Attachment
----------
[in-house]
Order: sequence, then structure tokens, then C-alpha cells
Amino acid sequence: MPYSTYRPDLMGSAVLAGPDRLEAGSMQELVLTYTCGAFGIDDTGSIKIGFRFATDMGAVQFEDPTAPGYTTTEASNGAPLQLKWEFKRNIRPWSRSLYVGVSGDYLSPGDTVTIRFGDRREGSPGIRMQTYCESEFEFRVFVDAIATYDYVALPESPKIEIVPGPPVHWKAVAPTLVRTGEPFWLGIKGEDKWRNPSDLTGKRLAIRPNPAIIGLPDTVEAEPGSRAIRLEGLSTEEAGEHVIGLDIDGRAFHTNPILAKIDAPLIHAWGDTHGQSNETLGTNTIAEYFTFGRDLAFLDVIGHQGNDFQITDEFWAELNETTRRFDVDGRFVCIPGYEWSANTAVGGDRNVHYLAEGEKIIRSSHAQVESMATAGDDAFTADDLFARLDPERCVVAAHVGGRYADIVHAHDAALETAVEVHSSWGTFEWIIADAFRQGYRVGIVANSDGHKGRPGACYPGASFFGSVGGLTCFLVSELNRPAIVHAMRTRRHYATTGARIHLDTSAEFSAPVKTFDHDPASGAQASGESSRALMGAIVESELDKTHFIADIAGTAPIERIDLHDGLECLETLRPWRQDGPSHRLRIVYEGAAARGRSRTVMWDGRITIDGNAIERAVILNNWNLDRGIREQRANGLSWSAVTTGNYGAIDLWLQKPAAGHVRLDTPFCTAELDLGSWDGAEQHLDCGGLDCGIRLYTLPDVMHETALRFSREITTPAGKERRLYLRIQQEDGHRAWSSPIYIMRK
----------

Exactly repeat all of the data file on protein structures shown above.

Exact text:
[in-house]
Order: sequence, then structure tokens, then C-alpha cells
Amino acid sequence: MPYSTYRPDLMGSAVLAGPDRLEAGSMQELVLTYTCGAFGIDDTGSIKIGFRFATDMGAVQFEDPTAPGYTTTEASNGAPLQLKWEFKRNIRPWSRSLYVGVSGDYLSPGDTVTIRFGDRREGSPGIRMQTYCESEFEFRVFVDAIATYDYVALPESPKIEIVPGPPVHWKAVAPTLVRTGEPFWLGIKGEDKWRNPSDLTGKRLAIRPNPAIIGLPDTVEAEPGSRAIRLEGLSTEEAGEHVIGLDIDGRAFHTNPILAKIDAPLIHAWGDTHGQSNETLGTNTIAEYFTFGRDLAFLDVIGHQGNDFQITDEFWAELNETTRRFDVDGRFVCIPGYEWSANTAVGGDRNVHYLAEGEKIIRSSHAQVESMATAGDDAFTADDLFARLDPERCVVAAHVGGRYADIVHAHDAALETAVEVHSSWGTFEWIIADAFRQGYRVGIVANSDGHKGRPGACYPGASFFGSVGGLTCFLVSELNRPAIVHAMRTRRHYATTGARIHLDTSAEFSAPVKTFDHDPASGAQASGESSRALMGAIVESELDKTHFIADIAGTAPIERIDLHDGLECLETLRPWRQDGPSHRLRIVYEGAAARGRSRTVMWDGRITIDGNAIERAVILNNWNLDRGIREQRANGLSWSAVTTGNYGAIDLWLQKPAAGHVRLDTPFCTAELDLGSWDGAEQHLDCGGLDCGIRLYTLPDVMHETALRFSREITTPAGKERRLYLRIQQEDGHRAWSSPIYIMRK